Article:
Bifidobacterium longum is a commensal bacterium present in the human gut. It is one of the 32 species belonging to the genus Bifidobacterium. It is an early colonizer of the gastrointestinal tract of infants and one of the major constituents of newborn intestinal microbiota, where it is predominant especially in the first 6 months of life. Bifidobacterium longum W11 (LMG P-21586) is of particular interest for use as a probiotic [5]. It tolerates low pH and is resistant to bile salts, two characteristics which allow it to reach and survive in the intestine. In addition, as is well known, it is important that probiotic bacteria are able to adhere to human intestinal cells and then proliferate: adhesion enables probiotic strains to colonize the intestinal tract, stabilize the intestinal mucosal barrier, competitively exclude pathogenic bacteria, and provide improved metabolic and immune-modulatory activity. The W11 strain is able to colonize the gut and has impressive persistence (persistence indicates the length of time the strain is recoverable from faeces after wash-out). Indeed, several studies have shown that some strains of Bifidobacterium spp. can produce exopolysaccharides, sugar polymers which facilitate strong anchorage, and then create persistence, to intestinal epithelial cells (Fig. 2). Microscopy indicated that the W11 strain Schermata 2017-07-20 alle 15.57.10Schermata 2017-07-20 alle 15.57.18strongly adheres to human enterocytes (Fig. 3) and that the production of this exocellular polymers contributes to its adhesion and persistence properties [6]. Likely due to its production and release of exopolysaccharides, the W11 strain has been shown to be a strong colonizer also in severe conditions: in elderly patients on total enteral nutrition it increased the bifidobacterial count by more than 10-fold while simultaneously reducing the number of Clostridia [7]. In addition to its probiotic characteristics, the W11 strain also has important biological properties. From an immunity perspective, it seems to promote a Th1 response while lowering the Th2 response [8]. Clinically, the W11 strain has been shown to improve constipation in those following a low-calorie diet for the treatment of obesity [9], and to increase stool frequency (by 25% on average) in patients with constipation-variant IBS, reducing abdominal pain and bloating in those with moderate-severe symptoms [10].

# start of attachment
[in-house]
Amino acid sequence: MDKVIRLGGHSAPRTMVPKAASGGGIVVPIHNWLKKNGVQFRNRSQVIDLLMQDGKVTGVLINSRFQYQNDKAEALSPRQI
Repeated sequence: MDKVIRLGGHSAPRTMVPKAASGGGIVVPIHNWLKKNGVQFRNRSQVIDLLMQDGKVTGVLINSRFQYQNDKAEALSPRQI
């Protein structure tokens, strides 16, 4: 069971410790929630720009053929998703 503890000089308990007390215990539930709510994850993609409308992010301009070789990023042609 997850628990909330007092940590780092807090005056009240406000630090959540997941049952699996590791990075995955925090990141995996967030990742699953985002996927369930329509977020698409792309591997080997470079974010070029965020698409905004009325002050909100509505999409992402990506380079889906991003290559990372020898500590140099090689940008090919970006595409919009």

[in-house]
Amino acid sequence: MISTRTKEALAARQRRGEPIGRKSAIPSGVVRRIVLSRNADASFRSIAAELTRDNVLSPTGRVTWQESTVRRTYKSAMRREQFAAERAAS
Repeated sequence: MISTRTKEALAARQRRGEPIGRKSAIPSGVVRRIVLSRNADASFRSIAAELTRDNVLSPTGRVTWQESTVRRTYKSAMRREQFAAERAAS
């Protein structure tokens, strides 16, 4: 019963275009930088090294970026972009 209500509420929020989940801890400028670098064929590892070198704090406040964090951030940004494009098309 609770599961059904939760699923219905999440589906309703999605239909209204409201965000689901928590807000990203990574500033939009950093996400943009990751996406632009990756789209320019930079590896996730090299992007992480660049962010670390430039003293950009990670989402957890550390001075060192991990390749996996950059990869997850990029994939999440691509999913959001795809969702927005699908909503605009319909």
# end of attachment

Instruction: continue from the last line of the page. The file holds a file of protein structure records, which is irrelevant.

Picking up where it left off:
Resistance of W11 to rifaximin